LOS ANGELES — Performing a one-woman comedy show in a theater with no audience is no easy task.

Just ask playwright and performer Sheila Carrasco.

What You Need To Know

  • Anyone But Me was written and performed by Sheila Carrasco, and directed by Margaux Susi

  • The Oxy Complex was written and performed by Anna LaMadrid, and directed by Michelle Bossy

  • Both shows, presented by IAMA Theatre Company, were filmed at the Pico Playhouse

  • The solo shows can be streamed on demand from March 21 until April 18

“It’s not something I would want to do again,” said Carrasco with a laugh.

Her play, Anyone But Me, is one of two solo shows that will be presented virtually by IAMA Theatre Company. The second is Anna LaMadrid’s The Oxy Complex.

"That’s what you get for breaking up with Blair before a pandemic," said a booming voice in one character’s head.

Set in the 500th day of quarantine, the show looks at human interaction and the release of oxytocin, something LaMadrid says we crave.

“And now I thought it was an interesting thing to look at, us going through withdrawal, because we’re not seeing people," said LaMadrid. "Dating virtually stopped, and what happens when someone is left by themselves with their thoughts?"

Both women are members of IAMA Theatre Company and welcomed the chance to write a full-length solo show for the first time. Carrasco, who admits she doesn’t like to multitask, found this to be the perfect window to take on a writing project.

“There’s nothing else on your plate,” she said, “Just write what inspires you and write from your gut.”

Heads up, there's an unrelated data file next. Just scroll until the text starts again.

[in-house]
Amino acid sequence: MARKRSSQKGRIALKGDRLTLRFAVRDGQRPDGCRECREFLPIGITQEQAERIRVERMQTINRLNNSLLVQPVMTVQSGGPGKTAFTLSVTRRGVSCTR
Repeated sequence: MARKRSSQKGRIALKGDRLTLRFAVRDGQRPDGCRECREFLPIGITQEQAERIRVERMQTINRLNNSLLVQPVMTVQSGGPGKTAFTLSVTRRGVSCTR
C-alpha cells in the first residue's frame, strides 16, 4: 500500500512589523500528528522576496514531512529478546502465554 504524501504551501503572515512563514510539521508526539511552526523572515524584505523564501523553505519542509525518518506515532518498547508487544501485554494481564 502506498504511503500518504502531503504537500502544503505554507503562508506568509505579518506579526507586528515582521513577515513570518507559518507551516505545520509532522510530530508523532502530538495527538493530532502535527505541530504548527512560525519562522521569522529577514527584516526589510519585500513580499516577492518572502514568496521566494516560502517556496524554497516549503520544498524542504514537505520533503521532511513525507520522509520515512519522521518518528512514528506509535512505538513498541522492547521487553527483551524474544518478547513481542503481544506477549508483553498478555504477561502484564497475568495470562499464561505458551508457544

LaMadrid had rehearsal twice a week with her director, Michelle Bossy, who she said kept her on track with getting new pages done. But rehearsing over Zoom was frustrating, LaMadrid explained, as poor connections and frozen screens made it hard to concentrate on the material.

"My earphone would fall out, and then I’m like, 'wait,' and then I couldn’t hear the cue," said LaMadrid. "You know, a lot of times when I was in rehearsal and everyone’s muted, you’re like slowly dying inside. I’m like, is this even funny?"

She was therefore thrilled when she was finally able to step inside the Pico Playhouse and be on stage again — the first time since the pandemic began. It was Carrasco’s first time back as well, but even though it takes a lot of people to produce a one-person show, LaMadrid noted that she felt perfectly safe on set, as crews worked under strict COVID protocols.

“It’s a dark theater, and at one point the only thing I could see was all of the white masks,” she said. “In a way, it was good because it reminded [me] that people were there and were watching my show.”

The women are excited to add their voices to the theatrical conversation, especially since their experiences aren’t ones they often see reflected. Both are Latinx women who don’t fit neatly into someone else’s idea of who they should be.

“It’s something that in my career, I struggled with a lot in the beginning,” LaMadrid said. "It’s like, 'Well you’re not sexy enough, but you also don’t look like the maid. So where do you fit in?'"

It a question they’ve both grappled with professionally and personally, and one they think has probably been a recurring a theme for many people over the past year.

“There’s a lot of introspection going on, probably because we’ve been alone and by ourselves for a while now," said LaMadrid. "So who we take out into the world is more important than ever after this.”

Carrasco said she expects there will be quite a few transformations as we emerge from our COVID cocoons, and she hopes one of them is newfound appreciation for seeing a show, next to a stranger, and laughing together. 

Anyone But Me and The Oxy Complex will be available to stream on demand March 21 through April 18.